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Abiy Ahmed’s Call to Arms

Abiy has called on Ethiopians to show “patriotism” as TPLF forces push further into neighboring regions.

By , the newsletter writer at Foreign Policy.
Ethiopia’s prime minister attends the Meskel Square remodeling.
Ethiopian Prime Minister Abiy Ahmed attends the inauguration of the newly remodeled Meskel Square in Addis Ababa, Ethiopia, on June 13. Jemal Countess/Getty Images

Here is today’s Foreign Policy brief: Ethiopian Prime Minister Abiy Ahmed calls on civilians to join the war effort against Tigrayan forces, the Taliban seize three more provincial capitals, and Poland’s ruling coalition is in turmoil. 

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Abiy Calls for Civilian Reinforcements in Tigray Conflict

Here is today’s Foreign Policy brief: Ethiopian Prime Minister Abiy Ahmed calls on civilians to join the war effort against Tigrayan forces, the Taliban seize three more provincial capitals, and Poland’s ruling coalition is in turmoil. 

If you would like to receive Morning Brief in your inbox every weekday, please sign up here.


Abiy Calls for Civilian Reinforcements in Tigray Conflict

Ethiopian Prime Minister Abiy Ahmed has called on civilians to join the ranks of the country’s military as they battle the resurgent forces of the Tigray People’s Liberation Front (TPLF), who have taken the fight beyond their home region.

“Now is the right time for all capable Ethiopians who are of age to join the defense forces, special forces, and militias and show your patriotism,” Abiy stated on Tuesday as he directed government forces to “halt the destruction of the treasonous and terrorist TPLF and the machinations of foreign hands once and for all.”

Washington reacts. U.S. State Department spokesperson Ned Price criticized Abiy’s comments on Tuesday, saying the “inflamed rhetoric makes it more difficult for all parties to come to the table and negotiate an end to this conflict.” His statement echoes one made by U.S. Agency for International Development administrator Samantha Power, who visited the region last week in a bid to convince the Ethiopian government to allow much needed aid to reach Tigray.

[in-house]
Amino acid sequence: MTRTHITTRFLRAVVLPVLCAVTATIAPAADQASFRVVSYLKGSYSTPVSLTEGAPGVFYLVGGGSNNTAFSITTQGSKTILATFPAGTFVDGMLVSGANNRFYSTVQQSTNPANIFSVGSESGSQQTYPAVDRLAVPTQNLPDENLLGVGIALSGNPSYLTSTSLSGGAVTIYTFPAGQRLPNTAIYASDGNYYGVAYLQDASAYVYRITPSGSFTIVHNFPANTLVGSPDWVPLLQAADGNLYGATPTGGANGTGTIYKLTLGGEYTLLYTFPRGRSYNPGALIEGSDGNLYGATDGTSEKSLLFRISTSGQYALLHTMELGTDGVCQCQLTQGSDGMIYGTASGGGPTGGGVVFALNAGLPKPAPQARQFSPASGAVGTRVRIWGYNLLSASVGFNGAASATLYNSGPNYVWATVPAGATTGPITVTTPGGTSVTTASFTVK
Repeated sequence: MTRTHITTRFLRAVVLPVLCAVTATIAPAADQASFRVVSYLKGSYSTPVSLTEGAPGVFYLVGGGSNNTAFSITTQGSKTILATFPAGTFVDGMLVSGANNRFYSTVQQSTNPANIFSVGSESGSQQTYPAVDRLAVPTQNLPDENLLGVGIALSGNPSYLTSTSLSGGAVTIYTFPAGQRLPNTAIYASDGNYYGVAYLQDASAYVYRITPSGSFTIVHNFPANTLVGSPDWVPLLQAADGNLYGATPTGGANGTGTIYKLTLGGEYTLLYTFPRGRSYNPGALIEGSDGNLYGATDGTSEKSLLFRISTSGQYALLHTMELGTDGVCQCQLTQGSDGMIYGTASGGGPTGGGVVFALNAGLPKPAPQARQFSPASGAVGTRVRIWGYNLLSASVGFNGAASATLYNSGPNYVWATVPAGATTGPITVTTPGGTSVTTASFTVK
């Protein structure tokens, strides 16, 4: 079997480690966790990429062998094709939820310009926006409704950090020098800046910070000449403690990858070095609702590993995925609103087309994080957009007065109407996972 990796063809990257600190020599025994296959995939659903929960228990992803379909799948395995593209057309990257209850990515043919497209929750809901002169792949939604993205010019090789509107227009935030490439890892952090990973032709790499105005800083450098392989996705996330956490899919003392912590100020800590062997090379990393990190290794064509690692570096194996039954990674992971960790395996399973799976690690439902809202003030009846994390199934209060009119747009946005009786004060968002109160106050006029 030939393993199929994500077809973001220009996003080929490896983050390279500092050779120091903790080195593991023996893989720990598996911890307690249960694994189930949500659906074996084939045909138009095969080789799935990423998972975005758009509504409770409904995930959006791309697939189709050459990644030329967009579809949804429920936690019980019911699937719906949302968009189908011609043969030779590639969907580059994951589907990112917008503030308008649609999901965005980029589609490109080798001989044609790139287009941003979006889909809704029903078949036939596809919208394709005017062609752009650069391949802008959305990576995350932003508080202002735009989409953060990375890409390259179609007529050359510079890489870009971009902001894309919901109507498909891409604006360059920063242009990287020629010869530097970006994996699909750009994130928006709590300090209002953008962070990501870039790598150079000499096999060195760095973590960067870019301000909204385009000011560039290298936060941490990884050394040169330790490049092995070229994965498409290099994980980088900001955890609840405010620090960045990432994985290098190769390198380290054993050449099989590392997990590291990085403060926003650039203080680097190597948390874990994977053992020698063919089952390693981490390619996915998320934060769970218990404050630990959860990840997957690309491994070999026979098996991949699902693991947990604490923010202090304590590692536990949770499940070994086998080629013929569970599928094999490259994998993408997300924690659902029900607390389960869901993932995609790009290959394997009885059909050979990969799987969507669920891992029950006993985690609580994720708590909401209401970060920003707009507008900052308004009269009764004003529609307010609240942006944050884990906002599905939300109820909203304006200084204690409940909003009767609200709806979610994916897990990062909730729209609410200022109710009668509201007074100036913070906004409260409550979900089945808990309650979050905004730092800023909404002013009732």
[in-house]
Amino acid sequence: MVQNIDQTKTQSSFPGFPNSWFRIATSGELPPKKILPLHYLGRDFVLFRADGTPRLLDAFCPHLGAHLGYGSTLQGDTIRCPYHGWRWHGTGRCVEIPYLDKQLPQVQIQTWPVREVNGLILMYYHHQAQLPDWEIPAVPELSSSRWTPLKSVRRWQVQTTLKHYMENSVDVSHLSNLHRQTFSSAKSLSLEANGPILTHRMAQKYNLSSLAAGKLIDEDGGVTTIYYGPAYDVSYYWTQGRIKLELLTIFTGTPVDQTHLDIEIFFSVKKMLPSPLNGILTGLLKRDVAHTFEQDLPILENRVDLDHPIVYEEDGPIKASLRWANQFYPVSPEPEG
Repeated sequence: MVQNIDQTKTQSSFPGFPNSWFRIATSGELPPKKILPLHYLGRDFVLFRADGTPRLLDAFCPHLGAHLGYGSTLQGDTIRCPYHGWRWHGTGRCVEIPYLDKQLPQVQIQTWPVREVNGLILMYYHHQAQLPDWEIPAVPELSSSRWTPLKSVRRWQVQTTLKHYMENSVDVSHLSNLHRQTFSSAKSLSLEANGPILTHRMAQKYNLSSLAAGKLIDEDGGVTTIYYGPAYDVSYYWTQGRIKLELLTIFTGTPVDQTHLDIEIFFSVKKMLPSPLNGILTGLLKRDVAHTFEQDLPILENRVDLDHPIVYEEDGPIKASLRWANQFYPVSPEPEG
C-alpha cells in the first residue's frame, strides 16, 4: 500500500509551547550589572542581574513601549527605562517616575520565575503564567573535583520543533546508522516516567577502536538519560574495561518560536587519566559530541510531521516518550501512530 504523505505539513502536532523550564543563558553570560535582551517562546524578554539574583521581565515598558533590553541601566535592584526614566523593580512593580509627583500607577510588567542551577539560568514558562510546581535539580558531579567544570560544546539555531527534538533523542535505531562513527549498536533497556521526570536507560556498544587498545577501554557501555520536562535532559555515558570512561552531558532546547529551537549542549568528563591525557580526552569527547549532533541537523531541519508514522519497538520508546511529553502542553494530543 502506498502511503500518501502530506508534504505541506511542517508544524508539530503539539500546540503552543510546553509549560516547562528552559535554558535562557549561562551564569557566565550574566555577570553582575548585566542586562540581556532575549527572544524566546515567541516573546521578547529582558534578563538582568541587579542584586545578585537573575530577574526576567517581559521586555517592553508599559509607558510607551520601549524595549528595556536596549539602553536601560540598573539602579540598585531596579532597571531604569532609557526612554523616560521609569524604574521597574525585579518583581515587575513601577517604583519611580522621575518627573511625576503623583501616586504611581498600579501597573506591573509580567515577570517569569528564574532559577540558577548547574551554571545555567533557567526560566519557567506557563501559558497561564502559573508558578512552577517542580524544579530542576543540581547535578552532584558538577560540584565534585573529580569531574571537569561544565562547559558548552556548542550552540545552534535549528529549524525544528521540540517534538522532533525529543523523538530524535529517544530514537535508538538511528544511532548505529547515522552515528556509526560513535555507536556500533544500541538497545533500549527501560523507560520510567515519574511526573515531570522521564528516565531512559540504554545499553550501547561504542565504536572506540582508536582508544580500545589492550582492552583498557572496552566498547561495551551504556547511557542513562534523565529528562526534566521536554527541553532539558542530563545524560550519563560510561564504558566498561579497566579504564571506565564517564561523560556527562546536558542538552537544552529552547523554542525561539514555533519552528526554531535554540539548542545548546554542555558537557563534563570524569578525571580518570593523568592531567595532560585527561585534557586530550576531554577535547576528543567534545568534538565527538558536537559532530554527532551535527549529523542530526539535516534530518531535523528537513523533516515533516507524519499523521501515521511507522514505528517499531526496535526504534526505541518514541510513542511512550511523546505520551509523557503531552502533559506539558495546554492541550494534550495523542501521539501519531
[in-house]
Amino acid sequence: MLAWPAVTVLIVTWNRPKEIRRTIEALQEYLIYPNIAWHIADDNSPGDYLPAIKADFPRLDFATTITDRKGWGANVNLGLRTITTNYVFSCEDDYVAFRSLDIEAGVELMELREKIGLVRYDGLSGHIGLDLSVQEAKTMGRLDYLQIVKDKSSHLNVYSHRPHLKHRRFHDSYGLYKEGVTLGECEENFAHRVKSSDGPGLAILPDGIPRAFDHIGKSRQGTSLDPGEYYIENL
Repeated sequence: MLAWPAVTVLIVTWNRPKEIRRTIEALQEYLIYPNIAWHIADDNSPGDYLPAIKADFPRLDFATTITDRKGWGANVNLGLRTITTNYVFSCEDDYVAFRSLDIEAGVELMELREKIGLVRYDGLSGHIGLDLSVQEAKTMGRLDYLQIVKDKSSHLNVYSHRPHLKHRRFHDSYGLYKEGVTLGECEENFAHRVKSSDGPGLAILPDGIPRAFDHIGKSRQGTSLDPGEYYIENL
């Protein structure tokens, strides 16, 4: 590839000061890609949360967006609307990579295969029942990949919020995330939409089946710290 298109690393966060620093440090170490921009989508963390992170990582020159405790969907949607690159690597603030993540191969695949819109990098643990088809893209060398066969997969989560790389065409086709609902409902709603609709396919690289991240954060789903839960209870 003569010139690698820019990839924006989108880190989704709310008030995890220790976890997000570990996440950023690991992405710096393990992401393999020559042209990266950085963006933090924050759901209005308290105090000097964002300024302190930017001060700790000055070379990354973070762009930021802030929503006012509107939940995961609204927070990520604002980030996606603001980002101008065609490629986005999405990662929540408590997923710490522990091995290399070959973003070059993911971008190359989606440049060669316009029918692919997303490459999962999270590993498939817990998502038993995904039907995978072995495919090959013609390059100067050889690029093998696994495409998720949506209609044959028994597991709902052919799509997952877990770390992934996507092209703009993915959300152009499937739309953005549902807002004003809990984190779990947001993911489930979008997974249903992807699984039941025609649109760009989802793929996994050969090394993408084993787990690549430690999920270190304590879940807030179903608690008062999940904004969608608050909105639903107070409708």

Abiy’s call to arms comes amid a steady TPLF advance since it retook Tigray’s capital, Mekele, in June in a surprise turnaround. The TPLF has since moved into the neighboring regions of Amhara and Afar, seizing the strategically significant city of Weldiya on Monday.

Despite the encroachment, the TPLF has maintained its operations are purely defensive rather than a conquest. The group’s spokesperson, Getachew Reda, said its advances were to break through a cordon imposed by Ethiopia’s government. Still, the TPLF has made no secret of its resolve. “We have to deal with anyone who’s still shooting,” Getachew said on Friday. “If it takes marching to Addis to silence the guns, we will. But I hope we’ll not have to.”

No backing down. Keeping with the same stance throughout the conflict, Ethiopia’s government refused another offer of mediation last Thursday, this time from neighboring Sudan in its capacity as the current president of the Intergovernmental Authority on Development’s East African trade bloc. Abiy rejected Sudan’s overture, citing recent incursions by Sudanese forces. Sudan recalled its ambassador on Sunday following the snub.

Humanitarian concerns. While the Ethiopian government prepares to widen its war with the TPLF, the humanitarian situation in Tigray is getting worse. A recent visit from United Nations emergency relief coordinator Martin Griffiths concluded 100 trucks a day would be needed to provide necessary aid, far more than the 175 trucks that have arrived to date. Meanwhile, UNICEF estimates 4 million people in Tigray, Afar, and Amhara are now at “crisis or emergency” levels of food insecurity.


What We’re Following Today